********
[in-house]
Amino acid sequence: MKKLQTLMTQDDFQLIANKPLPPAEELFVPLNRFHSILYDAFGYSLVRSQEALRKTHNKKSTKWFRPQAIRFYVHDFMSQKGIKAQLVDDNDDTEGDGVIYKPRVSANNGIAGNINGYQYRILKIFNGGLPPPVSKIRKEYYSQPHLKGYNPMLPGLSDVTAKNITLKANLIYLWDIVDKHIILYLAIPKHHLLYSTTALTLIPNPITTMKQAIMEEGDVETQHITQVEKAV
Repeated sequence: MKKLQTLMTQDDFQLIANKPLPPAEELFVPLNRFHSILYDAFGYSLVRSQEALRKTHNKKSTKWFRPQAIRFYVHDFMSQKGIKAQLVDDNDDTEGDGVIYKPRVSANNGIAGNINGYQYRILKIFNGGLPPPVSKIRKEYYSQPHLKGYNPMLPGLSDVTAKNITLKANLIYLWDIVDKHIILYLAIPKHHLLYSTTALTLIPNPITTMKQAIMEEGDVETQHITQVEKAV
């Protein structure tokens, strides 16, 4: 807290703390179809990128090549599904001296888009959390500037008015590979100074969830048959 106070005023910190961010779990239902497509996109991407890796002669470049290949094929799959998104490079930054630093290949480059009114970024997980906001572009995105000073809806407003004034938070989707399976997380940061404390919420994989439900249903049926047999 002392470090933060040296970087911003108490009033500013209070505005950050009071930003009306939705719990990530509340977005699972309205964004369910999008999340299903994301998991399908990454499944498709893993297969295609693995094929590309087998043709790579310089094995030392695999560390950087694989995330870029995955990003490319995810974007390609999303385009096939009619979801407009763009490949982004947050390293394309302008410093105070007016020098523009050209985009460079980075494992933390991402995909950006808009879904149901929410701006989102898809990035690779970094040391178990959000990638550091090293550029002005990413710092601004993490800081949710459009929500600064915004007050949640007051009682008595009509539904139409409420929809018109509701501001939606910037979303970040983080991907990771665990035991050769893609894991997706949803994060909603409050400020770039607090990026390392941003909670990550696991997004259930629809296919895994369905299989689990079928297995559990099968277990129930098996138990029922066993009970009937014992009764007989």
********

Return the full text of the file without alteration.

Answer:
[in-house]
Amino acid sequence: MKKLQTLMTQDDFQLIANKPLPPAEELFVPLNRFHSILYDAFGYSLVRSQEALRKTHNKKSTKWFRPQAIRFYVHDFMSQKGIKAQLVDDNDDTEGDGVIYKPRVSANNGIAGNINGYQYRILKIFNGGLPPPVSKIRKEYYSQPHLKGYNPMLPGLSDVTAKNITLKANLIYLWDIVDKHIILYLAIPKHHLLYSTTALTLIPNPITTMKQAIMEEGDVETQHITQVEKAV
Repeated sequence: MKKLQTLMTQDDFQLIANKPLPPAEELFVPLNRFHSILYDAFGYSLVRSQEALRKTHNKKSTKWFRPQAIRFYVHDFMSQKGIKAQLVDDNDDTEGDGVIYKPRVSANNGIAGNINGYQYRILKIFNGGLPPPVSKIRKEYYSQPHLKGYNPMLPGLSDVTAKNITLKANLIYLWDIVDKHIILYLAIPKHHLLYSTTALTLIPNPITTMKQAIMEEGDVETQHITQVEKAV
């Protein structure tokens, strides 16, 4: 807290703390179809990128090549599904001296888009959390500037008015590979100074969830048959 106070005023910190961010779990239902497509996109991407890796002669470049290949094929799959998104490079930054630093290949480059009114970024997980906001572009995105000073809806407003004034938070989707399976997380940061404390919420994989439900249903049926047999 002392470090933060040296970087911003108490009033500013209070505005950050009071930003009306939705719990990530509340977005699972309205964004369910999008999340299903994301998991399908990454499944498709893993297969295609693995094929590309087998043709790579310089094995030392695999560390950087694989995330870029995955990003490319995810974007390609999303385009096939009619979801407009763009490949982004947050390293394309302008410093105070007016020098523009050209985009460079980075494992933390991402995909950006808009879904149901929410701006989102898809990035690779970094040391178990959000990638550091090293550029002005990413710092601004993490800081949710459009929500600064915004007050949640007051009682008595009509539904139409409420929809018109509701501001939606910037979303970040983080991907990771665990035991050769893609894991997706949803994060909603409050400020770039607090990026390392941003909670990550696991997004259930629809296919895994369905299989689990079928297995559990099968277990129930098996138990029922066993009970009937014992009764007989």